Asthma is the most common chronic illness of childhood, but many children have poorly controlled symptoms, causing morbidities, hospitalizations, and costs. The first step toward good asthma control is accurate assessment of symptoms. Recall of the frequency and severity of symptoms is the cornerstone of asthma assessment. Unfortunately, recall by parents or young children is prone to bias and error. Symptoms are often underreported -- thus misguiding therapy. A reliable way to measure asthma symptoms over time is urgently needed to improve asthma control in young children. We propose to develop a wearable electronic device -- the Asthma gram -- to objectively assess asthma control. The Asthma gram is a small patch placed at the supra-sternal notch, straddling the 2 sternocleidomastoid (SCM) muscles. It will record and monitor respiratory sounds for up to 2 weeks. Data on symptoms of coughing, wheezing, and retractions, in relation to triggers such as exercise and cold air exposure, can then be analyzed. Our goal is to develop the Asthma gram for accurate assessment of asthma control in children to aid management, including detection of exercise-induced asthma. We have 4 specific aims.
In Aim 1, we will complete the engineering development of the Asthma gram patch. The Asthma gram includes 2 accelerometers -- 1 tri-axial inertial accelerometer for movement and postural sensing, and 1 contact accelerometer for acoustic sensing -- embedded on a microelectronics platform (Eco-BT) with a real-time clock. A thermistor will be mounted to detect ambient cold air. Two force-sensing resistors over the SCM muscles will determine if wheezing episodes are associated with suprasternal retractions.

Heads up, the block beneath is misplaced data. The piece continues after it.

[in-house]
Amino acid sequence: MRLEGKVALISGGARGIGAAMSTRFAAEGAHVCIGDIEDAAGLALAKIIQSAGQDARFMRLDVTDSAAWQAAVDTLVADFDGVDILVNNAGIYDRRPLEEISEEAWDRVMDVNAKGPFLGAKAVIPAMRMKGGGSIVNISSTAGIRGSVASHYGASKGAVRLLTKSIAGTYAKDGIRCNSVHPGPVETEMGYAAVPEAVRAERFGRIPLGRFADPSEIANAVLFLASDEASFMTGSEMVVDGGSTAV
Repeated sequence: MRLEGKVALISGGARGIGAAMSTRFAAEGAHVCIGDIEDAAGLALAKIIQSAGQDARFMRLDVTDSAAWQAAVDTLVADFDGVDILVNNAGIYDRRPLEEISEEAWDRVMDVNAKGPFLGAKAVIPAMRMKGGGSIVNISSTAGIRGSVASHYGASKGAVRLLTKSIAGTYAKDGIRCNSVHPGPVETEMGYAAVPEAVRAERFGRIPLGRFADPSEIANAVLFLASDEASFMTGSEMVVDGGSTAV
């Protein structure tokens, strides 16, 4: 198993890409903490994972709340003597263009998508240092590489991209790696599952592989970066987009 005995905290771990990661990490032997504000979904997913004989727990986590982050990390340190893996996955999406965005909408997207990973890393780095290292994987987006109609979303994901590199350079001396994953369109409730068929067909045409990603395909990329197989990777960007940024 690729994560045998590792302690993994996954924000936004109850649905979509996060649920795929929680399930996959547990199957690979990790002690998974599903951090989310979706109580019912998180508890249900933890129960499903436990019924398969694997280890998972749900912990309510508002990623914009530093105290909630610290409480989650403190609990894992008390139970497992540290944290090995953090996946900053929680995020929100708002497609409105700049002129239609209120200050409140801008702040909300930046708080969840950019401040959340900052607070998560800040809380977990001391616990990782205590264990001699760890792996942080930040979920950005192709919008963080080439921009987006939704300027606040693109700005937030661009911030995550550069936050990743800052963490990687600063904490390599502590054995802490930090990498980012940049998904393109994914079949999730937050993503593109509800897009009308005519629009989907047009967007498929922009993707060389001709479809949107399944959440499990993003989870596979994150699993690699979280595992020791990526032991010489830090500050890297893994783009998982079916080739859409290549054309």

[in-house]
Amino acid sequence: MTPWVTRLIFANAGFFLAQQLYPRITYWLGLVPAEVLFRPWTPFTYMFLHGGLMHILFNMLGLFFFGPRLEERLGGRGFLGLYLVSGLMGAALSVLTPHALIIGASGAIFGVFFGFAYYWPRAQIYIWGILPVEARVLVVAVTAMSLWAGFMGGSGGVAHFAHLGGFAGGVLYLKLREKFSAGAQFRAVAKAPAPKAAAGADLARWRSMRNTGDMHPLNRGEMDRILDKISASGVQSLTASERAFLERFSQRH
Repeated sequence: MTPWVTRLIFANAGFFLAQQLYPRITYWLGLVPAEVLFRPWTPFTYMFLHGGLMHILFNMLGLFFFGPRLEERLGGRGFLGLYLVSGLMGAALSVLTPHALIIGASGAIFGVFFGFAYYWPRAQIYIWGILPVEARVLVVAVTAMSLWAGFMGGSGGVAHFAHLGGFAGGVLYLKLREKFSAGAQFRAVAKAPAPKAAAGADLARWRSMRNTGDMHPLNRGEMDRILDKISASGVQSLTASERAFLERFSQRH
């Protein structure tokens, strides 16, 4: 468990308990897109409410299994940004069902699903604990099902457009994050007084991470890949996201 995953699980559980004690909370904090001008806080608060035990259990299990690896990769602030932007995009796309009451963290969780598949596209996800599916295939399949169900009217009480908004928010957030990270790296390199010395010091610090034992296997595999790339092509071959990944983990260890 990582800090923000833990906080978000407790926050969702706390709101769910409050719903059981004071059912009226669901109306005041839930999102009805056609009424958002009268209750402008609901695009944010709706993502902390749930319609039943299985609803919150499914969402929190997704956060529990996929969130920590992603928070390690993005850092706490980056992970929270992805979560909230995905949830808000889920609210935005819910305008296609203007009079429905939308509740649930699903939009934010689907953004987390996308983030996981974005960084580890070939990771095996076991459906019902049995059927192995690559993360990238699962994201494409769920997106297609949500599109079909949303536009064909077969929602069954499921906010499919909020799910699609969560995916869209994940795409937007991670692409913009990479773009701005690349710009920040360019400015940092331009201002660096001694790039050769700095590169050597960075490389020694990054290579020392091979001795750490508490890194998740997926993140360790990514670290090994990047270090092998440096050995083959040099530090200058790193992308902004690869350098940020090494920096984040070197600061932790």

In Aim 2, we will implement the user interface (UI) on smart mobile devices. There will be 4 different action modes: Nocturnal, Exercise, 24-Hour, and Before/After.
In Aim 3, we will develop a cross-platform host-PC program for the Asthma gram Report. This will be a program that can import and analyze the data and generate the Asthma gram Report for clinical interpretation.
In Aim 4, we will validate the Asthma gram as a clinical assessment tool. Children with asthma will be recruited (5-11 years old). We will conduct a study of 10 children admitted to the hospital ward for asthma exacerbations, to validate the wheezing and coughing detection algorithms. Once the device is fully bench tested and the algorithms validated, we will recruit 10 children for testing the 24-Hour Mode (for assessing daytime and nocturnal symptoms), and 10 children for testing the Exercise Mode (for detecting exercise-induced asthma). Participants will wear the Asthma gram for 14 days. Achieving the aims will result in a validated Asthma gram system ready for clinical trials. To accelerate commercialization following Phase I, we will (1) apply for Phase II funding for clinical trials; (2 start the process for an FDA submission; and (3) approach investors for funding.
Although asthma is the most common chronic illness of childhood, many children are poorly controlled, because it is difficult to assess their symptoms. Our goal is to develop the Asthma gram, a small patch placed at the lower neck, which will monitor asthma symptoms -- coughing, wheezing, and retractions -- day and night for up to 2 weeks. The Asthma gram will provide objective, accurate records of asthma symptoms, which can be used to guide therapy and prevent acute exacerbations and morbidities.